The Bligh government has gone to extraordinary lengths to allow sand mining to continue on North Stradbroke Island.
Bligh government allowed mining company to sandmine on expired leases for four years
The Bligh Government allowed mining company Sibelco to mine on expired leases for more than three years at the Enterprise mine (the very large mine near the middle of the island). .
‘the company, which is largely carrying out its operation now at Enterprise Mine—one of its largest operations—on expired leases’
Premier Anna Bligh
Queensland Hansard, 7 April 2011, page 1153.
The majority of the mine path for this mine is on a lease adjacent to ML1105 (ML1117) which expired in 2007 and which is proposed to be renewed until December 2019 as part of the balanced resolution of the competing interests on NSI.
North Stradbroke Island Protection and Sustainability Bill 2011, Explanatory Notes.
‘In fact, the bill renews or extends certain already expired mining leases on North Stradbroke Island … There was no guarantee that those leases would have otherwise been renewed’
Mark RYAN, ALP Member of Parliament for the electorate of Morayfield.
Queensland Hansard, 7 April 2011, page 1125.
Mining leases could not be extended under existing mining laws
The Bligh government realised that legislated safeguards meant that the mining leases could not be renewed. This is because the legislation does not allow renewal of mining leases if mining is incompatible with a future use of the land. It was clear that the future use of the land was National Park and destroying an area with mining is inconsistent with National Park!
Under the expired lease provision of the Mineral Resources Act (s.286A), an expired lease can’t be renewed unless the Minister for Mines is satisfied of each of a number of factors set out. The section is quite clear in its terms. A 2009 Supreme Court decision confirmed the need for the minister to be satisfied of each and every factor before there is a legal power to renew.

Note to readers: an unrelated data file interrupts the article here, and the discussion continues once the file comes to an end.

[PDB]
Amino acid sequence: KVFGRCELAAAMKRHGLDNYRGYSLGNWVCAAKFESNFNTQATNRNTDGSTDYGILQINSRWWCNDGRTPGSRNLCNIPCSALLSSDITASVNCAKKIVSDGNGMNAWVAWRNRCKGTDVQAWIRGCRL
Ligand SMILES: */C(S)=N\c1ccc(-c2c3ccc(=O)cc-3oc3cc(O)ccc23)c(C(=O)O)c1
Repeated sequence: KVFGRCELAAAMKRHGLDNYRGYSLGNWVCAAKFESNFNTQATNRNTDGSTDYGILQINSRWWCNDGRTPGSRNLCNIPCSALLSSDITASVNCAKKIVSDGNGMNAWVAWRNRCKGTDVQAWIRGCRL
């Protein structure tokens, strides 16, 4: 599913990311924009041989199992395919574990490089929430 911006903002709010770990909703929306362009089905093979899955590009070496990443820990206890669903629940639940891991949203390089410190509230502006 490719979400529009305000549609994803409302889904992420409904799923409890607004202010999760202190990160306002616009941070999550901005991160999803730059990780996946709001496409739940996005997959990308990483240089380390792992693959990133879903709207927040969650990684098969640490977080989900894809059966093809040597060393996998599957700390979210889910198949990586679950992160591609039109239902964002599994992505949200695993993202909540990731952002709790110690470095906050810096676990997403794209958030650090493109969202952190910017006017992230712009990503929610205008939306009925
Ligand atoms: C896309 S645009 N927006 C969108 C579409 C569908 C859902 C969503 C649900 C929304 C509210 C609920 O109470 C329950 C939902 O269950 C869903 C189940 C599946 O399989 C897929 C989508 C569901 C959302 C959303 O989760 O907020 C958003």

In the special circumstances of North Stradbroke Island, the second largest sand island in the world, there were obvious risks that were known to all concerned.
There were several factors which the minister is likely to have had difficulty in being satisfied of but one particular factor stood out. The minister had to be satisfied that: “having regard to the current and prospective uses of the land comprised in the lease, the operations to be carried on during the renewed term of the lease – (i) are an appropriate land use;”
This is clearly a sensible provision, which still applies everywhere else in Queensland. National Parks covering Stradbroke Island have been under consideration for at least two decades. Parliament was informed in 1990 that the then state government was considering declaring 50 per cent of the island a national park. Since then, the population of the adjacent Greater Brisbane area has more than doubled. In June 2010, the Premier identified areas of proposed national park which encompass 80 per cent of the island, including all areas under mining leases.
It is difficult to conceive that the minister could have been genuinely satisfied that continuation of mining on land earmarked for National Park would be “an appropriate land use”. The sand mining operation is quite obviously extremely intensive and destructive. Judicial review was also available. That option doesn’t exist under the special legislation.
Government created new laws to bypass the safeguards in the existing legislation
In April 2011 the Bligh government created and passed special legislation which bypassed these safeguards so the mining leases could be renewed. Under the Bligh government plan, sand mining on these previously expired leases would continue until the very end of 2019, many more years of destruction, pollution and threats to wetlands and endangered species. The government also extended other expired leases to allow sand mining to continue at the Vance silica mine until 2025.